I had decided that the bicycle was to be my medium. My purpose was not a test of strength or endurance, although these would be tested indeed, and I never meant it to be a novelty either. It was what would give me freedom. I would not have to stare out windows any longer and it was portable enough to throw into the back of a flatbed truck or put on a train if need be. I’d settled on the idea a few months ago while traveling in northwest China.
When I left the shop it was already dark outside. Mr. Zhang’s wife had tsk-tsk-ed my journey and it was discouraging for the first time. My backpack would not fit on the bicycle; I would need many sets of tires; the mountains of Yunnan would be grueling and the broken roads in Cambodia would surely destroy my wheels and frame. Still, I was refreshed by the night air, stepping out of the little family shop, one small hearth and home within the infinite worlds of the city, and back into the night again.
That night amongst the gleeful drunken din, I felt hurried and estranged; Hong Kong was a city I had loved before, and it was time to leave again. I set back to walking, leaving behind that glowing heart of the night, and made my way home through the city’s quieter spaces, past the boarded shops, through the hydraulic hiss of garbage trucks. The next day I would depart, and it was strange indeed to spend four days in a city, and barely speak a word.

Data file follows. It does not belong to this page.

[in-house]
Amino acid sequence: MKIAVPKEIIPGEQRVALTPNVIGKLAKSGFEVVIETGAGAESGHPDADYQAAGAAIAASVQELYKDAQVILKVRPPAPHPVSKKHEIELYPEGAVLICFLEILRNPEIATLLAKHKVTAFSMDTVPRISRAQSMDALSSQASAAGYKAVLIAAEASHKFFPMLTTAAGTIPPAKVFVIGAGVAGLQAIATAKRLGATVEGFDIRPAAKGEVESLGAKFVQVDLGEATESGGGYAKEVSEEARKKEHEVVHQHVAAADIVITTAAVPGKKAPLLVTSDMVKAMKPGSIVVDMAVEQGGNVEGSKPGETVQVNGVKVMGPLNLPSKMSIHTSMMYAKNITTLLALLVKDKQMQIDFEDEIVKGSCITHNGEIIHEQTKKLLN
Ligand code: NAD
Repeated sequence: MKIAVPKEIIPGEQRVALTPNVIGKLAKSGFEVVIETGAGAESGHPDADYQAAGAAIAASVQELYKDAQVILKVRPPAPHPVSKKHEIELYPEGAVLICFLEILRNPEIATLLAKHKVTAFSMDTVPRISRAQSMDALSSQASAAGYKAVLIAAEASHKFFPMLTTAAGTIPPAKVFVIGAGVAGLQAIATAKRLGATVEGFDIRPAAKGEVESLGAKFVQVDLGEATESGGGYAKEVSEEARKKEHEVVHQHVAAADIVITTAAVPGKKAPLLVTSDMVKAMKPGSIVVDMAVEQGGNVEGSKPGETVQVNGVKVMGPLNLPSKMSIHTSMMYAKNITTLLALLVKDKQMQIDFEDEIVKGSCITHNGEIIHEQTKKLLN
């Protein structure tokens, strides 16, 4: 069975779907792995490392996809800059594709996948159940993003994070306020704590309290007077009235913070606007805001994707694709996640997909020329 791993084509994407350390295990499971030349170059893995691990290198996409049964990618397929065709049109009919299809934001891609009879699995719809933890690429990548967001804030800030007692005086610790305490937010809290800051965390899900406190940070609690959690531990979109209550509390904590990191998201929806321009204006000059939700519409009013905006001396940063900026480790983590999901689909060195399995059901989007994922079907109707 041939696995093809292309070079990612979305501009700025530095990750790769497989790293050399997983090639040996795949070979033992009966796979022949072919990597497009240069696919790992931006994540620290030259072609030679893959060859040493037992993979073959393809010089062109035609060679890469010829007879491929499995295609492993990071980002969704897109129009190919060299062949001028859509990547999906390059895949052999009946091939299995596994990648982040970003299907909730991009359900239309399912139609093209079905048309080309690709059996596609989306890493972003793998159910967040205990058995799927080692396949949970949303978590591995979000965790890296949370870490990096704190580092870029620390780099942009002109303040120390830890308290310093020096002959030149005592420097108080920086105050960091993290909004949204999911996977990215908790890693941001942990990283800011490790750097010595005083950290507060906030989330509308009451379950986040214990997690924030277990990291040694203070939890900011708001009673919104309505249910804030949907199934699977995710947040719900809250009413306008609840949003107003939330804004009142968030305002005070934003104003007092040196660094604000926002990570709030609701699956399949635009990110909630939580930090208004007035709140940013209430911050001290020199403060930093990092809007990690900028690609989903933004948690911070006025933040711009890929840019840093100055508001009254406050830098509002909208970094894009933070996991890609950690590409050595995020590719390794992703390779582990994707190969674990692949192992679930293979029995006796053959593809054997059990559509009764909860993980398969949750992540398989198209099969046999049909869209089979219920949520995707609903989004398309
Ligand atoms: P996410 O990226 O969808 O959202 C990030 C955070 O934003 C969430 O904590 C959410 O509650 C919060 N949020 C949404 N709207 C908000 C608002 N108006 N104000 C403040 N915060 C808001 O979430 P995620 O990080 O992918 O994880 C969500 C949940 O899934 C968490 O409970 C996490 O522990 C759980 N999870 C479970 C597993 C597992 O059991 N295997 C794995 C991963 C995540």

The column “Walkabout” is a series of excerpts from Jonathan Ward’s first book, on travels in China, Southeast Asia, and Indonesia.
Jonathan Ward spent five years in Russia, China, Latin America, and the Middle East after graduating from Columbia in 2006. He speaks Russian, Chinese, Spanish, and Arabic, among other languages. He is currently at Oxford, starting a doctorate in Oriental Studies.